Officials said the bridge was completed Aug. 20, just as planned.
By JULIE A. WAGNER
VINDICATOR STAFF WRITER
BOARDMAN -- Nicholas Rossi is 11 years away from driving, but he may be the most excited of all that the Shields Road bridge over Mill Creek opened Friday morning.
The 5-year-old Boardman child helped officials cut the ribbon Friday to dedicate the bridge and open it to traffic for the first time since May 10. The opening is expected to relieve some of the traffic congestion on U.S. Route 224 caused by the closing of it and Western Reserve Road.
Nicholas, who lives nearby, has visited the site every few days since construction began in May, said his mother Patti Atwood. Nicholas has taken pictures of the building process and plans to make a poster to be displayed at the Mahoning County Engineer's booth at the Canfield Fair, said Atwood, who also works at Eastgate Council of Governments, which provided some funds for the $828,000 project.
Nicholas became interested in the project because last year he would pass over the bridge each day on his way to day care, Atwood said.
Contractor Roy Shook of Shook Brothers Inc. of Berlin Center credited Mahoning County's cooperation for getting the project done in time and under budget. When bad weather delayed the progress, the county allowed the firm to work seven days a week, 13 hours a day, Shook said.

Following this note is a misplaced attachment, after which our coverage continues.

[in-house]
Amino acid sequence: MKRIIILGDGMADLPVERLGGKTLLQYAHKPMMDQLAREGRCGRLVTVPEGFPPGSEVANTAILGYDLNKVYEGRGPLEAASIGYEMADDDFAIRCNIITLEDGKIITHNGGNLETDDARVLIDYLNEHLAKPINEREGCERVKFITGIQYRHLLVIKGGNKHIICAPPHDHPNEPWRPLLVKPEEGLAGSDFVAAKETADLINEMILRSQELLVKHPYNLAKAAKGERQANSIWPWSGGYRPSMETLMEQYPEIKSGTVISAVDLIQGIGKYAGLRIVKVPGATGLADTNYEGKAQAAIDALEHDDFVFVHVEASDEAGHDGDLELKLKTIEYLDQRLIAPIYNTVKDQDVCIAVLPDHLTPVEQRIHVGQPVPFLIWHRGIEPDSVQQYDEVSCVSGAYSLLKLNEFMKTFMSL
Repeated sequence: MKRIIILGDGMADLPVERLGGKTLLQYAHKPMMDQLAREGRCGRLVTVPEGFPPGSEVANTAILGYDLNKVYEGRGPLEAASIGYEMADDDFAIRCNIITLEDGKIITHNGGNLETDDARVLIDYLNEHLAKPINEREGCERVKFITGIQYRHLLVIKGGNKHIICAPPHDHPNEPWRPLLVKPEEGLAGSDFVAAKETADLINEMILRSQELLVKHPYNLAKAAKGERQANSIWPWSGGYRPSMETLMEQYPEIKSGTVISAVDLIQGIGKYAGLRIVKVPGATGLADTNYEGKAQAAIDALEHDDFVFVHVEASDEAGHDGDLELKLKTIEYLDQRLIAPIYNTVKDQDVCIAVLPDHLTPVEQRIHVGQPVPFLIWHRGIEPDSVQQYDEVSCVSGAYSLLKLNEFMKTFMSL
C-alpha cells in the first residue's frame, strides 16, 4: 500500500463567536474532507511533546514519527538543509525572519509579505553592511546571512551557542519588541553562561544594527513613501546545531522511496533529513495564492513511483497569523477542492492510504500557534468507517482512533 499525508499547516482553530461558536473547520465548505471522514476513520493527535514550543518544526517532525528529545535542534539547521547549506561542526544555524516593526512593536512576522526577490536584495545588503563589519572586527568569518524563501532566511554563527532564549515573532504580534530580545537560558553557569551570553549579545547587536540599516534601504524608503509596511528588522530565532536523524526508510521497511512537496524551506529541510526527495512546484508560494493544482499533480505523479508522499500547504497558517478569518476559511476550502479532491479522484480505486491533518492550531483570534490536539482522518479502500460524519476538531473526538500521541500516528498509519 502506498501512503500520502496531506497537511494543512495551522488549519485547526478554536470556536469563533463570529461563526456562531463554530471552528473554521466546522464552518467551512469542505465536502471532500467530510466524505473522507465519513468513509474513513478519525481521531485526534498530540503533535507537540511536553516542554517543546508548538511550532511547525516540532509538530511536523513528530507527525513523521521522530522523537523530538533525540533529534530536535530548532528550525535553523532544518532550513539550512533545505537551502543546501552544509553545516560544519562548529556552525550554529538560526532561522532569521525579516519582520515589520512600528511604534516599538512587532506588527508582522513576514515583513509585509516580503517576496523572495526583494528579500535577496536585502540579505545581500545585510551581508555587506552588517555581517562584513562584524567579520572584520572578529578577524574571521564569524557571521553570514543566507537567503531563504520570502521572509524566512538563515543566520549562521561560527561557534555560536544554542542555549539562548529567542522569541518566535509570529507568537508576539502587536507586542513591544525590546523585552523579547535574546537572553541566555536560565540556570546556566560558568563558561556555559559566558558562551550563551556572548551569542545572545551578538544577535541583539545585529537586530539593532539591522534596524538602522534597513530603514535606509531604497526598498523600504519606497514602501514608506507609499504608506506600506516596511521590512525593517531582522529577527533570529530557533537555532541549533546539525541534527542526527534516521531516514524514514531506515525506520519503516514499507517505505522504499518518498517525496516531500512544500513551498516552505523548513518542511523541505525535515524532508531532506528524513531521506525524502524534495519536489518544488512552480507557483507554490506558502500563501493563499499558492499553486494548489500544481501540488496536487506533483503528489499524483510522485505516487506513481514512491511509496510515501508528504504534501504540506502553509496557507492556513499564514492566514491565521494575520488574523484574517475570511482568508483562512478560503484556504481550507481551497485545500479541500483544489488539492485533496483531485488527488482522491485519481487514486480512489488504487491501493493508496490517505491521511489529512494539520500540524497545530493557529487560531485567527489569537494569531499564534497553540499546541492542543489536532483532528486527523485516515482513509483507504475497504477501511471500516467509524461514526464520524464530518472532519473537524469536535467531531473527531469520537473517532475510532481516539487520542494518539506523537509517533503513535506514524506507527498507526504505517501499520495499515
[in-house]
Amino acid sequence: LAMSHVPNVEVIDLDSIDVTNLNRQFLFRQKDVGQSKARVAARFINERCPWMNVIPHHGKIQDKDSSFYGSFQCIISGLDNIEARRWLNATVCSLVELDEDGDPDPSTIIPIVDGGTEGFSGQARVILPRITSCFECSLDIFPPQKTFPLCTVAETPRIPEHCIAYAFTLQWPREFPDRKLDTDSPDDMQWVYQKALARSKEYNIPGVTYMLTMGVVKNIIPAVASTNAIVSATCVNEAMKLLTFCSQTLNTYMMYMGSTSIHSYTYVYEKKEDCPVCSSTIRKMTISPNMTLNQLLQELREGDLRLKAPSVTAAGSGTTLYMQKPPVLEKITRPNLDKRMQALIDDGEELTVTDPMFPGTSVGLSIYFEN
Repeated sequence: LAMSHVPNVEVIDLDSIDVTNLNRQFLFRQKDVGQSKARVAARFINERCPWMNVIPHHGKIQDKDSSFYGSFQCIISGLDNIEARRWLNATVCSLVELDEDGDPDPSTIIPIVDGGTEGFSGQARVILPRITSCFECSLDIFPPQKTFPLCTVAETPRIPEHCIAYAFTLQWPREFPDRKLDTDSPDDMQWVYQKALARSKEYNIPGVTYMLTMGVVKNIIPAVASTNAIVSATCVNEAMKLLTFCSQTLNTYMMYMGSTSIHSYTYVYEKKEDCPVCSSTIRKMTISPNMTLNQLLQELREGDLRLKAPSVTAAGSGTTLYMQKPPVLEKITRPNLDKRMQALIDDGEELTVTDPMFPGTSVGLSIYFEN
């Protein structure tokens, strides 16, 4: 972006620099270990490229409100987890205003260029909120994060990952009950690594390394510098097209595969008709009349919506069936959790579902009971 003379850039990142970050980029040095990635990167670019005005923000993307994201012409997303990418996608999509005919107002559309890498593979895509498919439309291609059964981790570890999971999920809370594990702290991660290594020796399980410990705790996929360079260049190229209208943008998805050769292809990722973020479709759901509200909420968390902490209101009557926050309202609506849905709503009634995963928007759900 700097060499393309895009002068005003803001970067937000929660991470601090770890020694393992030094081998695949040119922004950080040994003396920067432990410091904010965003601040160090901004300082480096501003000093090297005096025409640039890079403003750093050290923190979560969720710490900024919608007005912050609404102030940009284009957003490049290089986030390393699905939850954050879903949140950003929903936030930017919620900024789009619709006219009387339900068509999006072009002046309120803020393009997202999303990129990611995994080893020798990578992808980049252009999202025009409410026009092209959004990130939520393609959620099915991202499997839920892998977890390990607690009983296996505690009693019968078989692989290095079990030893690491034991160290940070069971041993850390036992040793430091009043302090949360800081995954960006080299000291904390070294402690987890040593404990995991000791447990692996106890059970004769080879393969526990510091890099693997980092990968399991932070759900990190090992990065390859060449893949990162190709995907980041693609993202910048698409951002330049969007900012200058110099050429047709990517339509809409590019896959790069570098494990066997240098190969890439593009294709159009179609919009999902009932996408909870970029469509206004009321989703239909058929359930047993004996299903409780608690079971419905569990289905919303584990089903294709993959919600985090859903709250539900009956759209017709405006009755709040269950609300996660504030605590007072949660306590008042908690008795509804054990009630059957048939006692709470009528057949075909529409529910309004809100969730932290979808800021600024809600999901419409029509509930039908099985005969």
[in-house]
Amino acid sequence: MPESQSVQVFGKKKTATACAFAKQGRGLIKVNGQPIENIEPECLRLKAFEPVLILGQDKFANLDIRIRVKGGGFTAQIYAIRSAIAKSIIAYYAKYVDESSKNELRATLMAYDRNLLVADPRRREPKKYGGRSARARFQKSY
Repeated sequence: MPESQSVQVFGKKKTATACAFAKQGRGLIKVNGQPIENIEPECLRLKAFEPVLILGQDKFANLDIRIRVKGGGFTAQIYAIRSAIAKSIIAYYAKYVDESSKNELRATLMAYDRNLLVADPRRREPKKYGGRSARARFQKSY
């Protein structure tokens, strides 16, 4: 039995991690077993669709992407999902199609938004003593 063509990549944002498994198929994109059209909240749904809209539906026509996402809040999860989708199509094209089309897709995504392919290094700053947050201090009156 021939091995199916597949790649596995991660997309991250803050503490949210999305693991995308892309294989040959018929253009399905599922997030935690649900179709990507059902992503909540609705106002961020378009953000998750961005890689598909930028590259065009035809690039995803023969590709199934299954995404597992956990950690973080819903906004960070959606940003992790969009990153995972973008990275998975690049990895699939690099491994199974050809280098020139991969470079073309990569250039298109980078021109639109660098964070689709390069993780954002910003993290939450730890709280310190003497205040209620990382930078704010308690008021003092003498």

He said the bridge was an example of what can be done when state, local and private forces work as a team.
"This bridge went together like clockwork," Shook said.
"It's a great day for Boardman. It's a great day for Mahoning County," said Mahoning Commissioner David Ludt. Other county officials and Boardman trustees were also present.
The four-lane bridge is 60 feet across, which is more than twice as wide as the former two-lane span, said county Engineer Richard Marsico. The bridge now includes left turn lanes onto Sheban Drive at the west end of the bridge and lanes at the side for bikers and walkers, he said. The traffic lights have been upgraded, he said.
The rails on the side are a combination of metal and wood to maintain the natural setting.
Funding for the bridge came from intersection improvement money handled by Eastgate and federal moneys from the County Engineers Association of Ohio. County bridge levy funds paid for design engineering.
Thomas Fok and Associates of Austintown were the design engineers.